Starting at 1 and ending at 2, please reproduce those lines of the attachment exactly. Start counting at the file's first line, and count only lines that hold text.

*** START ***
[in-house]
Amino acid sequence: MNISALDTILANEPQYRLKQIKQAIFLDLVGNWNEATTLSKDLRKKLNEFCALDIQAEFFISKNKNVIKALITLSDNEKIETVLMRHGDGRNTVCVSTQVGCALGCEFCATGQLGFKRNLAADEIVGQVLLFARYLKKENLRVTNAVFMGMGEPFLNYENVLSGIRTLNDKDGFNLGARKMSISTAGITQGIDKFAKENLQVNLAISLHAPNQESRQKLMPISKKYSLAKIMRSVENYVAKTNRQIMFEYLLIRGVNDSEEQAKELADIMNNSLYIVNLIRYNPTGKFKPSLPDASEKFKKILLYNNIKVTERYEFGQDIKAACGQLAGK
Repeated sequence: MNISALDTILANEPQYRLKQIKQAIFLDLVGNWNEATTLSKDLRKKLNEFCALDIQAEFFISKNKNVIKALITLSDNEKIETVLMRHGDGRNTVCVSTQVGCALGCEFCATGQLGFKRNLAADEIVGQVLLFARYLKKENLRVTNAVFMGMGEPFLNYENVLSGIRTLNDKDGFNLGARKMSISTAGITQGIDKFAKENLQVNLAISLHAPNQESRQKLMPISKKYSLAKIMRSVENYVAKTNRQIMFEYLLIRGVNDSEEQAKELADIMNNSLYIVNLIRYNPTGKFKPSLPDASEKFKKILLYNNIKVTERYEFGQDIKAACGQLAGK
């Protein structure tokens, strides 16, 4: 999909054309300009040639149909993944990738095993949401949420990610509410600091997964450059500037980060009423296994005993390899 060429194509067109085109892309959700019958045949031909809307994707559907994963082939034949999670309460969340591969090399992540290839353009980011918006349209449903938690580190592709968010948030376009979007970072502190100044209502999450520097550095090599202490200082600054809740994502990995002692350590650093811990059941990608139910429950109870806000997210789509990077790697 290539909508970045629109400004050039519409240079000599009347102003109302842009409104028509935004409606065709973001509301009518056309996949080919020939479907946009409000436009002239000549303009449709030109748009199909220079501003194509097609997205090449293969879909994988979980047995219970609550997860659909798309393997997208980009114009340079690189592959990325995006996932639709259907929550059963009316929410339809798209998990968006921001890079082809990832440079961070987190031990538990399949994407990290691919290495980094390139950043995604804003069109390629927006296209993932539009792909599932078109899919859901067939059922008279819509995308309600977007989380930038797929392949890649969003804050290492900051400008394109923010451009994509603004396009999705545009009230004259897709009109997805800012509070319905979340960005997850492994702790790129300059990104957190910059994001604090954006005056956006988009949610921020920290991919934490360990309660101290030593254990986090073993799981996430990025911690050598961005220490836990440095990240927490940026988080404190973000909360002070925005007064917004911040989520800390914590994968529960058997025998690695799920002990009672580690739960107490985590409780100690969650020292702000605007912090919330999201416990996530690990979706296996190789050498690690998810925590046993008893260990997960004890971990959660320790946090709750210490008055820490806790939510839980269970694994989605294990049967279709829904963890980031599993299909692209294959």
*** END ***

[in-house]
Amino acid sequence: MNISALDTILANEPQYRLKQIKQAIFLDLVGNWNEATTLSKDLRKKLNEFCALDIQAEFFISKNKNVIKALITLSDNEKIETVLMRHGDGRNTVCVSTQVGCALGCEFCATGQLGFKRNLAADEIVGQVLLFARYLKKENLRVTNAVFMGMGEPFLNYENVLSGIRTLNDKDGFNLGARKMSISTAGITQGIDKFAKENLQVNLAISLHAPNQESRQKLMPISKKYSLAKIMRSVENYVAKTNRQIMFEYLLIRGVNDSEEQAKELADIMNNSLYIVNLIRYNPTGKFKPSLPDASEKFKKILLYNNIKVTERYEFGQDIKAACGQLAGK